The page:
Mr. DASCHLE. Mr. President, I am so pleased tonight we were able to 
pass a measure that honors our heritage as a nation of immigrants, and 
provides American and immigrant families some relief from our outdated 
immigration laws.
  Today, immigrants who don't have the proper documentation to stay in 
the United States, but do have the legal right to become permanent 
residents because they are the spouses of US citizens can be stuck in a 
horrible catch-22 situation. If they return to their home country to 
get the immigrant visa to which they are entitled, they can be barred 
from re-entering the United States for up to 10 years.
  Take the example of a woman named Norma. Norma entered the U.S. from 
Mexico, and settled in North Carolina. She then married a U.S. citizen. 
They have been married over two years, have a child, are expecting 
another this fall, and recently bought a new home for their growing 
family. Norma and her husband are torn on what to do about her 
immigration status. As the wife of a citizen, she qualifies for an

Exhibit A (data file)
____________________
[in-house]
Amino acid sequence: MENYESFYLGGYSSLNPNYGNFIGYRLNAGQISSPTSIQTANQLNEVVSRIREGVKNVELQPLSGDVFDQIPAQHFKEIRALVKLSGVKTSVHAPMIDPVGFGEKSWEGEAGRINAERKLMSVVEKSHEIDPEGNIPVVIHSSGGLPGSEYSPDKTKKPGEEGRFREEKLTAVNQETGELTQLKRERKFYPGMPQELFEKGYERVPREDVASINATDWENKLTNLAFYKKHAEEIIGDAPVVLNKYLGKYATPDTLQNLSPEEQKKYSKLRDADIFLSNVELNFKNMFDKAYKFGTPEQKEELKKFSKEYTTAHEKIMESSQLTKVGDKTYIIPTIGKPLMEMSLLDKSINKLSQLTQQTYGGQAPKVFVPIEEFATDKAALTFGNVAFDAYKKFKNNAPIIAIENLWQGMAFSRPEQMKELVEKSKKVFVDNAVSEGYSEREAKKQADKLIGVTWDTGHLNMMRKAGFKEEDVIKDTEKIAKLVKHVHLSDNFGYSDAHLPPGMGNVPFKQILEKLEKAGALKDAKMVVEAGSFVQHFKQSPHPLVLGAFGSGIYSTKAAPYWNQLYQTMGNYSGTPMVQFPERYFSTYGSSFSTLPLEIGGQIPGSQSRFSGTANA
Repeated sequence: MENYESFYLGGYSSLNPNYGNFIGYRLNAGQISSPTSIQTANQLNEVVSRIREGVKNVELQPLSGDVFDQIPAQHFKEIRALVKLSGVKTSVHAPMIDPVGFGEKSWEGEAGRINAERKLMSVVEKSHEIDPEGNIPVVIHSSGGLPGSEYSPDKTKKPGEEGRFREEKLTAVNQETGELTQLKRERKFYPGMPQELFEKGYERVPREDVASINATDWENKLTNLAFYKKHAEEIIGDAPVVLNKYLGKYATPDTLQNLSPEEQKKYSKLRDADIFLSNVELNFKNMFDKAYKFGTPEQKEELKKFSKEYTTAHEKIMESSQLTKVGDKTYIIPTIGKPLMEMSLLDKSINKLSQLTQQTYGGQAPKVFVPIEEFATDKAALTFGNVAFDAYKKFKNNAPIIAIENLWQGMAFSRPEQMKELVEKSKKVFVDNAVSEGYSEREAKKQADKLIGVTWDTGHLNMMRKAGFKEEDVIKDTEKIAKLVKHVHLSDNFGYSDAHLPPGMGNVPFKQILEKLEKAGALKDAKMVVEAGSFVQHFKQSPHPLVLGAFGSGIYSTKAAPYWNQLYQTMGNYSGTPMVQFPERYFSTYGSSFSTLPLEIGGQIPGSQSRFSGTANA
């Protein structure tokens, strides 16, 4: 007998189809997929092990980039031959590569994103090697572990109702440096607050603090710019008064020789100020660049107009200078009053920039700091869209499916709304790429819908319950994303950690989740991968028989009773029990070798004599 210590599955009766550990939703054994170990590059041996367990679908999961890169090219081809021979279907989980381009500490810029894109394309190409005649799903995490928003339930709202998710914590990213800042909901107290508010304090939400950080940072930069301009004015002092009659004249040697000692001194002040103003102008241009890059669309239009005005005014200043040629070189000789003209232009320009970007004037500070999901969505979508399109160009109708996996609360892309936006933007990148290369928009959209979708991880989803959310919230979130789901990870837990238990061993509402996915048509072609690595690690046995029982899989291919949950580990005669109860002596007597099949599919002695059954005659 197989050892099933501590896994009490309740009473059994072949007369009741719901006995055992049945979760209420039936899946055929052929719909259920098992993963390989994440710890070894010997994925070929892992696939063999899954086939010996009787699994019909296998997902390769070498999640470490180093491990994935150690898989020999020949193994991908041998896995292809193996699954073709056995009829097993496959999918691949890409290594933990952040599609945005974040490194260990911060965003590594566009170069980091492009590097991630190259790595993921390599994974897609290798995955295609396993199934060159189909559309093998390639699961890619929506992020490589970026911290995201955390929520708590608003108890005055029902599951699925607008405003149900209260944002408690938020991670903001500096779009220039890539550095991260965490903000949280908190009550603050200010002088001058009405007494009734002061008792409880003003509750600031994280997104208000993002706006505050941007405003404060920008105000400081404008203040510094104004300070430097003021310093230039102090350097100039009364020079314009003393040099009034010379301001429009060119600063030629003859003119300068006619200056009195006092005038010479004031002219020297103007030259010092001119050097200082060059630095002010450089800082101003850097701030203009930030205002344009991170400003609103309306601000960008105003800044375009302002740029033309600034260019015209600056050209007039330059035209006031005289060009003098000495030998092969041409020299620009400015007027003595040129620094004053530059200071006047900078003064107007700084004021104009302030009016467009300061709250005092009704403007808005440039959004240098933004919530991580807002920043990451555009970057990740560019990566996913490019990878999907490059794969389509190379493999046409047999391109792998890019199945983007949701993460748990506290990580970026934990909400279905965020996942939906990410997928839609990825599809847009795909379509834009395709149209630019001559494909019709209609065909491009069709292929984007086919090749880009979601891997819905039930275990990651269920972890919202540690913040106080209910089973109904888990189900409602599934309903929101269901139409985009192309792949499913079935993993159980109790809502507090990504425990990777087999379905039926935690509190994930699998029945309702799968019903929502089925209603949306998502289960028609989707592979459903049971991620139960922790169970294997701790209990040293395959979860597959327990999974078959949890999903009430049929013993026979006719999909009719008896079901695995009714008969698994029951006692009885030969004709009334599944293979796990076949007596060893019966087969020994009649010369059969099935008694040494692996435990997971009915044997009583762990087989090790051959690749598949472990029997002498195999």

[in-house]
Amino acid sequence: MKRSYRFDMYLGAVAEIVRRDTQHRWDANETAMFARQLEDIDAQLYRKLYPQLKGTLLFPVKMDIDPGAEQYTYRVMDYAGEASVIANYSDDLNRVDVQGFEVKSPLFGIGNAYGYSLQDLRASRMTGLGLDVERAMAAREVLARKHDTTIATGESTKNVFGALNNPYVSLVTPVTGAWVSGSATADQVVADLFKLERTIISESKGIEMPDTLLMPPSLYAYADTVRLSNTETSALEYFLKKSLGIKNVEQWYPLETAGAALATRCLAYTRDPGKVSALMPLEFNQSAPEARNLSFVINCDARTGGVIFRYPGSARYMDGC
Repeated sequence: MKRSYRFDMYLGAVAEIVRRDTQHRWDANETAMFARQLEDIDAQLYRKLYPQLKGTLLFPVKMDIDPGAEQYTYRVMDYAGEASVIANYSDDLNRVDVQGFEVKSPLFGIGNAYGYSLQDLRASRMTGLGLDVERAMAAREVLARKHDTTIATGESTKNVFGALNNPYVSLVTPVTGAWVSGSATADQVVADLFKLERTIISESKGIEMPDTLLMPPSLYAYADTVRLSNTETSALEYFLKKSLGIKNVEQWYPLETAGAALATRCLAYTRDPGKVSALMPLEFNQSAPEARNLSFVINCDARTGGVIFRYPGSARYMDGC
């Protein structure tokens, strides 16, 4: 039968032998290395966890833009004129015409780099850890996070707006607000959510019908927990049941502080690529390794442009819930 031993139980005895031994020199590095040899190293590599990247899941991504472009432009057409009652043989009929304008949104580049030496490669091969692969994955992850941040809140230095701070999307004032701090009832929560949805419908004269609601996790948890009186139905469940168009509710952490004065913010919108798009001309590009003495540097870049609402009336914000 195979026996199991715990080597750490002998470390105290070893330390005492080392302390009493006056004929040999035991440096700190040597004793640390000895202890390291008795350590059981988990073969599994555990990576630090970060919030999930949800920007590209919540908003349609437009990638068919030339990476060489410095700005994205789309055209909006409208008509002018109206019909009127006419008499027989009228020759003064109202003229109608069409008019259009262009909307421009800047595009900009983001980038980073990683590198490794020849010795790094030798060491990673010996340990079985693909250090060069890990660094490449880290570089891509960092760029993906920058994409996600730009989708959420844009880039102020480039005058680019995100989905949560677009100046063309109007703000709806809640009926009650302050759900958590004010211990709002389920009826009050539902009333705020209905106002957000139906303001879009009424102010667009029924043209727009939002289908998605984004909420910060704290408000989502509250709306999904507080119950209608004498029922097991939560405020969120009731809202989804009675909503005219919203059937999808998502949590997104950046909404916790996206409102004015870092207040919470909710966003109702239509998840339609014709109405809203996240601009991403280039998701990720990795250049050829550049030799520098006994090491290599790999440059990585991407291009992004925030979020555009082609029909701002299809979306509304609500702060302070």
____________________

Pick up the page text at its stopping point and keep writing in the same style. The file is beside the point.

immigrant visa. However, if she returns to Mexico to obtain her visa, 
she would be barred from re-entering the U.S. for 10 years. Norma 
doesn't want to leave her husband, her children, or her home for 10 
years--and she shouldn't have to.
  This action allows Norma's family--and hundreds of thousands of other 
families--to stay together. S. 778, introduced by Senators Hagel and 
Kennedy, extends the period of time for eligible people to file their 
petitions for relief with the Immigration and Naturalization Service 
and the Department of Labor for one year.
  By doing that, S. 778 would provide real and immediate relief for 
hundreds of thousands of eligible immigrants.
  With 30 Republican and Democratic cosponsors, this bill enjoyed broad 
bipartisan support:
  It passed out of the Senate Judiciary Committee mark up by a 
unanimous voice vote.
  To satisfy critics, Senators Hagel and Kennedy compromised by 
accepting language that immigrants applying under the new 245(i) 
extension must show that their family or employment relationship 
existed prior to the enactment of the bill.
  I have talked to the President about this issue on more than one 
occasion, and I raised it again with him this week at the White House. 
He assured me he shares my concern that we need to take action on this 
important priority.
  Since April 30th of this year, when Section 245(i) last expired, 
immigrants have been waiting in limbo.
  INS statistics show that approximately seventy-five percent of the 
immigrants who apply for 245(i) relief are the spouses and children of 
U.S. citizens and permanent residents.
  Eight out of 10 legal immigrants come to the United States to join a